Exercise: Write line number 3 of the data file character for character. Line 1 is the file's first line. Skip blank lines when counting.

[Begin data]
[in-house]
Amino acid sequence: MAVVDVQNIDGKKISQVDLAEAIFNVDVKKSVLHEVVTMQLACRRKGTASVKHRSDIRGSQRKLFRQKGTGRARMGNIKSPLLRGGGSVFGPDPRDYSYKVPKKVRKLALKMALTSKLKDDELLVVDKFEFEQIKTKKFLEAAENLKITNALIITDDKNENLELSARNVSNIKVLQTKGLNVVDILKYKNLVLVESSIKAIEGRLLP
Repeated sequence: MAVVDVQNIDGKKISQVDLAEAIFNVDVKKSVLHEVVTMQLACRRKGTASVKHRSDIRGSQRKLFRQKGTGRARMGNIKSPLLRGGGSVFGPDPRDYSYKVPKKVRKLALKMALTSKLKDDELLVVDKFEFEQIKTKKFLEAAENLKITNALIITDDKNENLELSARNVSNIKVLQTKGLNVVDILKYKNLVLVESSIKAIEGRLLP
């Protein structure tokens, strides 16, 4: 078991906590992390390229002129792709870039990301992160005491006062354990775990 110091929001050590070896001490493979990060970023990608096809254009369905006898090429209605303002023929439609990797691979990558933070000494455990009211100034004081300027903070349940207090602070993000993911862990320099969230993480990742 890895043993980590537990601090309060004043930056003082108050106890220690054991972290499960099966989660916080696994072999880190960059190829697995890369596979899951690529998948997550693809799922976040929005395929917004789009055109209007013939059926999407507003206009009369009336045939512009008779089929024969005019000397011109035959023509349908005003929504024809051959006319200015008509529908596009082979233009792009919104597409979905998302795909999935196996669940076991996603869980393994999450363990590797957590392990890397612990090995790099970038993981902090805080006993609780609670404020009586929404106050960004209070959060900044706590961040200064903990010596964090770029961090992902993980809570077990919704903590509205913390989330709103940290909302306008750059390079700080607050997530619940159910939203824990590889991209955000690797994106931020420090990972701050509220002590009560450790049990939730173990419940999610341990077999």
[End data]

Repeated sequence: MAVVDVQNIDGKKISQVDLAEAIFNVDVKKSVLHEVVTMQLACRRKGTASVKHRSDIRGSQRKLFRQKGTGRARMGNIKSPLLRGGGSVFGPDPRDYSYKVPKKVRKLALKMALTSKLKDDELLVVDKFEFEQIKTKKFLEAAENLKITNALIITDDKNENLELSARNVSNIKVLQTKGLNVVDILKYKNLVLVESSIKAIEGRLLP